What is an Anti-Radiation missile? –  An anti-radiation missile (ARM) is a missile designed to detect and home in on an enemy radio emission source. Typically, these are designed for use against an enemy radar, although jammers and even radios used for communications can also be targeted in this manner.

Only a few countries, including the U.S. and Germany, have ARMs at present.

Source: TheHindu, Wikipedia


Saudi Arabia, Russia, agree to freeze oil output

Top global  oil producers Saudi Arabia and Russia agreed on Tuesday  16th Feb to freeze oil output in a bid to shore up prices after a 70 per cent drop due to chronic oversupply.

Saudi Oil Minister Ali al-Naimi said the move — which is conditional on other major producers joining in – was designed to stabilise the market following the dramatic price fall since mid-2014.

The announcement followed a closed-door meeting in Doha between Saudi Arabia — the de facto leader of OPEC – Venezuela, Qatar and Russia, which does not belong to the oil cartel.


Why have the oil prices plummeted?

1) Over Supply – The International Energy Agency said that the world’s stockpile of oil sits at a record three billion barrels and it has been growing.Demand growth has risen to a five-year high of nearly 2 [million barrels a day]…but gains in demand have been outpaced by vigorous production from OPEC and resilient non-OPEC supply.

2) The Dollar – Rise in dollar has in the run up to stopping of quantitative easing and hike in interest rate has hit the oil prices.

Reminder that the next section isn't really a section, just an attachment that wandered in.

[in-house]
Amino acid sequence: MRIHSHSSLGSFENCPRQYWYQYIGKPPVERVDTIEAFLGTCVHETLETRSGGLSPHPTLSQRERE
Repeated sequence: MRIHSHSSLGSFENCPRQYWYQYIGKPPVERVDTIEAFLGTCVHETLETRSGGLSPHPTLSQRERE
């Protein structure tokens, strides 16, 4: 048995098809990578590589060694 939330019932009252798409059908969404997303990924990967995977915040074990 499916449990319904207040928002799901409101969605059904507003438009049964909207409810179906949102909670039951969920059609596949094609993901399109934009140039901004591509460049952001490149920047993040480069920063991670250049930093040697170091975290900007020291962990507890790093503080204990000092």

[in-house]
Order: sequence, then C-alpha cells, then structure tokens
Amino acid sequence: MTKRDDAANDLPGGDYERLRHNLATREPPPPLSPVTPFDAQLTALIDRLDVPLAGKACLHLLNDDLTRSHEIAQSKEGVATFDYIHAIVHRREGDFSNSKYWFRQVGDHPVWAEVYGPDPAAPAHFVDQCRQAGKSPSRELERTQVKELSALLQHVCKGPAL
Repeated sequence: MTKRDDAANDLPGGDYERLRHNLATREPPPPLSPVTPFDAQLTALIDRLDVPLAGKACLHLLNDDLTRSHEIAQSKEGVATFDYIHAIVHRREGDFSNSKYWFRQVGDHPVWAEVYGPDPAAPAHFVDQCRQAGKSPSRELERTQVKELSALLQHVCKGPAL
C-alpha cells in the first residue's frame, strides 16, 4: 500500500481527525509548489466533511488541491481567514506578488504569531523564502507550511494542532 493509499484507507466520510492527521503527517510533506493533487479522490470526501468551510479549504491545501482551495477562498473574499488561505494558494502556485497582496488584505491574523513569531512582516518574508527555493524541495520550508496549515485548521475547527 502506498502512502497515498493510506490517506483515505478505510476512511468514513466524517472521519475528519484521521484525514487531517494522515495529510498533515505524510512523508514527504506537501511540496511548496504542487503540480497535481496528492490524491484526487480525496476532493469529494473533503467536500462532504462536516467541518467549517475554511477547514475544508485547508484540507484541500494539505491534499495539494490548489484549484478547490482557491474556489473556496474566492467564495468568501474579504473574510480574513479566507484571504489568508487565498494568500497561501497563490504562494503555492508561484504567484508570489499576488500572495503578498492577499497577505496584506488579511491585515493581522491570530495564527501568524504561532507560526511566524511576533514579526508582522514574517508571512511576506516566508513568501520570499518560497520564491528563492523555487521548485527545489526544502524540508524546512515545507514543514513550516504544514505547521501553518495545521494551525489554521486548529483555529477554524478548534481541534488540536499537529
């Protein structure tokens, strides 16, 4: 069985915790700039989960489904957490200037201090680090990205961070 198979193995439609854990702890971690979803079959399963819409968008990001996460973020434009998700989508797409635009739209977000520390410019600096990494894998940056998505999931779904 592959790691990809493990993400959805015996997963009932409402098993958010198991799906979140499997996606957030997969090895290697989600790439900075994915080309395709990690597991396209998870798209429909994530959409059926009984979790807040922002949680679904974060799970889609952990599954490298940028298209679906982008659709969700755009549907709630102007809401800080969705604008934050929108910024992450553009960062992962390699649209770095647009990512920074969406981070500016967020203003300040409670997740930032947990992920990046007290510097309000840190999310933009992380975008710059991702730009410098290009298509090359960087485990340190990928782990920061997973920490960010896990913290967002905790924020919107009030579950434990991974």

3) Shale production – The boom in shale industry in the US have made reduced its imports as well as contributing to the global oil supply.

4) Global Slowdown – The demand for oil has slowed down owing to a gradual slowdown in global economy. Europe has been experiencing sluggish growth and China has also cut its growth forecasts shifting to sustainable growth rates.

Why top producers did not act?

1) Geo-Economies – Saudi Arabia and other OPEC producers have been refusing to reduce output in a bid to drive less-competitive players, in particular U.S. shale oil producers, out of the market. It is a fight for geo-economic oil hegemony that the middle east countries have enjoyed for a long time.

2) Geopolitics – OPEC  has also been facing internal fissures owing to Iran-Saudi Arabia tensions in the run up to the nuclear deal. Saudi Arabia has a lower cost of production  per barrel and can bear losses as  compared to the troubled economies of Iran and Russia

Source: TheHindu, MarketWatch